Wednesday, June 27, 2018

The Transgender Turn: Eleanor Rykener's View of Eleanor Rykener

"Qui ab eo argentum pro labore suo petens sibi consentiebat, 
invicem transeuntes ad illud complendum usque stallum predictum."

The Interrogation of Eleanor Rykener
London 1394


On December 11th, Eleanor Rykener (Elianoram Rykener) confirmed that she had been standing on Cheap Street around 8:00-9:00 PM, where and when she turned back upon and negotiated with a local man, John Britby. She was this day, as in many days before, presenting as a woman and calling herself Eleanor. She learned to perform sex work from a woman, Anna. She also transitioned into living as Eleanor with her teacher's assistance. Responding to Britby's accosting, Rykener demanded to be paid before performing any sexual acts with him. This exchange was one of a series of such exchanges that Rykener procured from other men, for pay, and other women, seemingly without pay. After this turn of the exchange, she consented to sex. She proceeded to a local horse stall and completed the transaction for which Britby had accosted her. Soon after, they were both turned on by local law enforcement, then brought to the court. Therein, Rykener consented to tell her story and how she viewed herself as Eleanor Rykener.

This is the story of Eleanor Rykener from Eleanor Rykener's perspective, and it is important to consider, especially given the way that the Cisgender Turn in scholarship has evaded such a critical trans perspective. First, it is socially important to recognize that although a cisgender man initiated the exchange with her, accosting her, Rykener turns back on him with demands that her payment and consent be established. She turns the narrative and power dynamic of the exchange around, evidencing that her trans womanhood will not be a passive text on which he will write his cis manhood. Second, it is narratively important to recognize that although the transgender turn to speak and historicize comes after the cisgender turn, Rykener consents to tell her story and name her body according to her own words. After the loss of power from various cisgender turns against her, the transgender turn works to reclaim the trans narrative and body.

The second interaction and story to be told between Britby and Rykener centers around the trans woman's demand for consent. In Latin, the word used is "consentiebat." This means, "to assent to, favor, fit / be consistent / in sympathy / unison with, agree." By demanding that payment and consent be factored into the story, Rykener works to reclaim agency over her body and story. He may see her but she turns his head. He approaches her but see receives him. He talks to her but she responds. He asks for sex but she demands payment. He engages with her sexually but she consents. He takes her to a private place but she goes there with him, may even lead him there. He touches her but she touches him back, contact always goes both ways even if only as a form of resistance. Then he is the first to speak but she speaks the most and gets the final word. Consistently, the cisgender turn may initiate and frame events but the transgender turn powers, resists, and reclaims her time, voice, and history.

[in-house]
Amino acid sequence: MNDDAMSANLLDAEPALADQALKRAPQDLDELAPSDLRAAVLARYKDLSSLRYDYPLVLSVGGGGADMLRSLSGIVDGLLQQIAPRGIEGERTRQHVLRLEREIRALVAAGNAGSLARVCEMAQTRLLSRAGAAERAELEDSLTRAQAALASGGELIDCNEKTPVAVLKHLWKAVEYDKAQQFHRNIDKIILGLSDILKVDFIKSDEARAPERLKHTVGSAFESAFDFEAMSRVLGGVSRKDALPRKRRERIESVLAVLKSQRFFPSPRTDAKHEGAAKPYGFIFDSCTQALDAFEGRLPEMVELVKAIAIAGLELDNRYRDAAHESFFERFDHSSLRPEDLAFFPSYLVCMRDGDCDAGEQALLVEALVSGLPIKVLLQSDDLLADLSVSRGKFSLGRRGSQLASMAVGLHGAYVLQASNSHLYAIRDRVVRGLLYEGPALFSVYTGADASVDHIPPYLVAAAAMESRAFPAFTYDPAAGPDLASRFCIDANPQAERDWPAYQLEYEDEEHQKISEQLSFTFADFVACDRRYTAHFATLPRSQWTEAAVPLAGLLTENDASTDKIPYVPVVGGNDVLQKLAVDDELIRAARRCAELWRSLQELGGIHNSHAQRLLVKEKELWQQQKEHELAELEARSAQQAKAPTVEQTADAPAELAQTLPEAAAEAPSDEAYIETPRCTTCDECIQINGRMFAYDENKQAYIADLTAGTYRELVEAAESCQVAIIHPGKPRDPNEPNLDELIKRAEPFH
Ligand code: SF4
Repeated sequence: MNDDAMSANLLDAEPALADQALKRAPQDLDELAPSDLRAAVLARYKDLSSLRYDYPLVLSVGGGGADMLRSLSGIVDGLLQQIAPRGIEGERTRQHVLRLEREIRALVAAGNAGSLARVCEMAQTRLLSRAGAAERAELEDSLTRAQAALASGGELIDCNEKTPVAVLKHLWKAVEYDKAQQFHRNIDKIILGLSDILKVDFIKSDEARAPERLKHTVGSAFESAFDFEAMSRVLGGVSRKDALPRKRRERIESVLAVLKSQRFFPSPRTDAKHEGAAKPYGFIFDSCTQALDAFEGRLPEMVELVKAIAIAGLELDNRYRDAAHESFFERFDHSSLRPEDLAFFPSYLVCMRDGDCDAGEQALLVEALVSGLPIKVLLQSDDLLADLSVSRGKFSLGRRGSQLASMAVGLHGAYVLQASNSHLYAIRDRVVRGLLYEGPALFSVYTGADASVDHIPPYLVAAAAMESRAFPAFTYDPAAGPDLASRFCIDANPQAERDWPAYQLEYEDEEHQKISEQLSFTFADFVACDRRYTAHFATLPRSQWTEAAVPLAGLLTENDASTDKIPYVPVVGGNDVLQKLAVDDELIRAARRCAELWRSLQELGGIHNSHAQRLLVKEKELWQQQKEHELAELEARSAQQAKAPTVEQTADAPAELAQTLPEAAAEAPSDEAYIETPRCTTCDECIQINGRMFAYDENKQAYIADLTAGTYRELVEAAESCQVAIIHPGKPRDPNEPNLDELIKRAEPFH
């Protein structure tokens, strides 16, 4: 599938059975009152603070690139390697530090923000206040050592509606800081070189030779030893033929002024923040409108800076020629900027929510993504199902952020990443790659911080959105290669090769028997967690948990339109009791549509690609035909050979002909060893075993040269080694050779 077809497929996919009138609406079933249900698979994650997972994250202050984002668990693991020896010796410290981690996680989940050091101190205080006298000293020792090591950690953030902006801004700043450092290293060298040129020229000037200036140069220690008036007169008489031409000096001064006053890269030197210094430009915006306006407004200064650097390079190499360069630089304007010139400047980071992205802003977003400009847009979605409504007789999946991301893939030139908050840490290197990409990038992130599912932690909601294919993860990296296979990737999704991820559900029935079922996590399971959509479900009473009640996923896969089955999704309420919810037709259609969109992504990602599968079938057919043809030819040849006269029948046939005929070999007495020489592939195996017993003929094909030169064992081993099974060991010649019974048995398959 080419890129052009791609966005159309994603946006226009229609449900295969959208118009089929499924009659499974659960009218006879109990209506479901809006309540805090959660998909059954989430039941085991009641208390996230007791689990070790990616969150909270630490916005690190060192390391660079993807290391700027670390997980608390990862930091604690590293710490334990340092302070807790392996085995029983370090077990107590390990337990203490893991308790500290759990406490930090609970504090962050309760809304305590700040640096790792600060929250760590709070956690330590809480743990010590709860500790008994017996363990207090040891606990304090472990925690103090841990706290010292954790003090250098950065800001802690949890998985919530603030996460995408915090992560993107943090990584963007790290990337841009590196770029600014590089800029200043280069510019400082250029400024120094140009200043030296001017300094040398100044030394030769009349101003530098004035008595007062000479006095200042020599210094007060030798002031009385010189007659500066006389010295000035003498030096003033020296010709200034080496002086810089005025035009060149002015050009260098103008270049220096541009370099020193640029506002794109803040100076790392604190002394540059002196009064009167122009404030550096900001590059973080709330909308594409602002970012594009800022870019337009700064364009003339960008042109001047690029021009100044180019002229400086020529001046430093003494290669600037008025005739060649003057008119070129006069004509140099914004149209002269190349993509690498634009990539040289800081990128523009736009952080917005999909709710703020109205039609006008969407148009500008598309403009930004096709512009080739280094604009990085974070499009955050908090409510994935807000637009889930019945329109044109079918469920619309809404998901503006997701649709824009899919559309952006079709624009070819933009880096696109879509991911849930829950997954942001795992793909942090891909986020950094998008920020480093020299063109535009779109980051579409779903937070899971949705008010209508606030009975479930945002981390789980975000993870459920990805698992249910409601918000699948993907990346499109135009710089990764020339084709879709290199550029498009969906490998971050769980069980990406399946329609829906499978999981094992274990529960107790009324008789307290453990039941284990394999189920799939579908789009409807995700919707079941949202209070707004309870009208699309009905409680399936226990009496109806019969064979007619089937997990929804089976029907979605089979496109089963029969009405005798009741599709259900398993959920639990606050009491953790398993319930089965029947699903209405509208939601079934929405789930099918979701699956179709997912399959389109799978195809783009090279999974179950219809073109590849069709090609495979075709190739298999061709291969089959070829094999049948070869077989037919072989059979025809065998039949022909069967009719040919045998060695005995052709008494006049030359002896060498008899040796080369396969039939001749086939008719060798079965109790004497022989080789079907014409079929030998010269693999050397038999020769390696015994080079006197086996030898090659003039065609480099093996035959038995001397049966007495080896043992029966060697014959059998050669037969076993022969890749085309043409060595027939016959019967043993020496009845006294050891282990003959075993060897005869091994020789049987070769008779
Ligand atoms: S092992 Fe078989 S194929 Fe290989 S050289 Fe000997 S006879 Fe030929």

The critical importance of the transgender turn that Eleanor Rykener is that she transforms a moment of staring, gazing, and being turned on from an accosting cisgender subject into a moment of mutual turning toward one another; into a moment insisting on consent. In her chapter on "Beholding" from Staring: How We Look, Rosemarie Garland-Thomson argues that given how trans people, queer people, crip people, women, and people of color are consistently stared at -- she discounts not being stared at as a viable or practical option -- we must learn how to shift the power from being all about their looking and towards our looks. The looking, as in the case of John Britby's cisgender turn, does indeed take power over and away from Rykener. But Garland-Thomson sees ways that power over one's looks can be reclaimed. "By putting themselves in the public eye, saying 'look at me' instead of 'don't stare,'" writes Garland-Thomson, "people... practice what might be called visual activism" (193). This visual activism is defined as (1) using the urge for others to look at us in order to make them see new things about us, (2) educating those who stare in order to make them look at people differently, better, and (3) to "create a sense of obligation that primes people to act in new ways: to vote differently, to spend money differently, to build the world differently, to treat people differently, and to look at people differently" (Garland Thomson, 193). In all these respects, we may witness in the way the trans woman turns toward the cisgender gaze, that Rykener enacts a form of visual activism which compels others to see new things about her, to see her differently, and to motivated to provide payment and consent to those formerly treated as passive bodies.